Up until then, my sex life had been defined by the question “What’s wrong with me? I was diagnosed with endometriosis, vulvodynia, and vaginismus – aka Vagina Problems.The diagnosis means a lot of things for my reproductive organs, but the main takeaway is that my genitals are often in a lot of pain – inside and out – and especially when penetrated.In fact, by the time I was diagnosed, I recoiled even when a man flirtatiously touched my arm or complimented me in a suggestive way.
My doctors told me I could have a sexual experience in other ways.
But I never bothered to ask them how that would work when I flinched at the mere touch of a man.
And as I tested the waters for spilling the big secret, I became more and more anxious. “Basically, I have a condition that prevents me from having any sort of sex, and I’m still learning how to deal with it.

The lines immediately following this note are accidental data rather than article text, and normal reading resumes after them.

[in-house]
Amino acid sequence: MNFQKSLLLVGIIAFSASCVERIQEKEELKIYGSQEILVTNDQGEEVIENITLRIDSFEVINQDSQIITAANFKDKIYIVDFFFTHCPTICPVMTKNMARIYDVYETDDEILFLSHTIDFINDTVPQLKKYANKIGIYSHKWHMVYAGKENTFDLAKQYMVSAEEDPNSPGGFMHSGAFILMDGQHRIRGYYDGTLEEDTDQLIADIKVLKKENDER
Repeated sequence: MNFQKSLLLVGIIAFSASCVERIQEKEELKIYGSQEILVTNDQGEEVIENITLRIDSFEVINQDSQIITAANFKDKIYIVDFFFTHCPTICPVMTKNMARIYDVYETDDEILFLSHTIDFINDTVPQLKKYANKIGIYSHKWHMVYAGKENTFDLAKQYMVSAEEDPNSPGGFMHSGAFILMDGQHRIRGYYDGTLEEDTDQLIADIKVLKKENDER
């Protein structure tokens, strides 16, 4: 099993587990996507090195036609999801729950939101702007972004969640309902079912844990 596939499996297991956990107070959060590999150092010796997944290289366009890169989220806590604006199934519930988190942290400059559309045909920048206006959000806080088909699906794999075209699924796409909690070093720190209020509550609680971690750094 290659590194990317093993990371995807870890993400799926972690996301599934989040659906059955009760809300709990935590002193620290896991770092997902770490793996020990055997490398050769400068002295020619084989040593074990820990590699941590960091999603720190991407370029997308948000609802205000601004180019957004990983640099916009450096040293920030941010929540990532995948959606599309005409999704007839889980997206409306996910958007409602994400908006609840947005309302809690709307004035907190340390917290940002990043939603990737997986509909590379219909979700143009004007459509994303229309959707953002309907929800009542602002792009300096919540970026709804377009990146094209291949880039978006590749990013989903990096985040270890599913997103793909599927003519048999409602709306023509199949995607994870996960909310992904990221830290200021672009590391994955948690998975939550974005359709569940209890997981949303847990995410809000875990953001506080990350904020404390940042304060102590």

It’s hard to explain.” “I’m really sorry, but I don’t think I can do this,” he said. Since my diagnosis, I suddenly had a lot of baggage, and I was finding it difficult to carry. Writing this now, it seems ridiculous to assume that no one would love me because of something out of my control.
I was supposed to be at the restaurant in thirty minutes.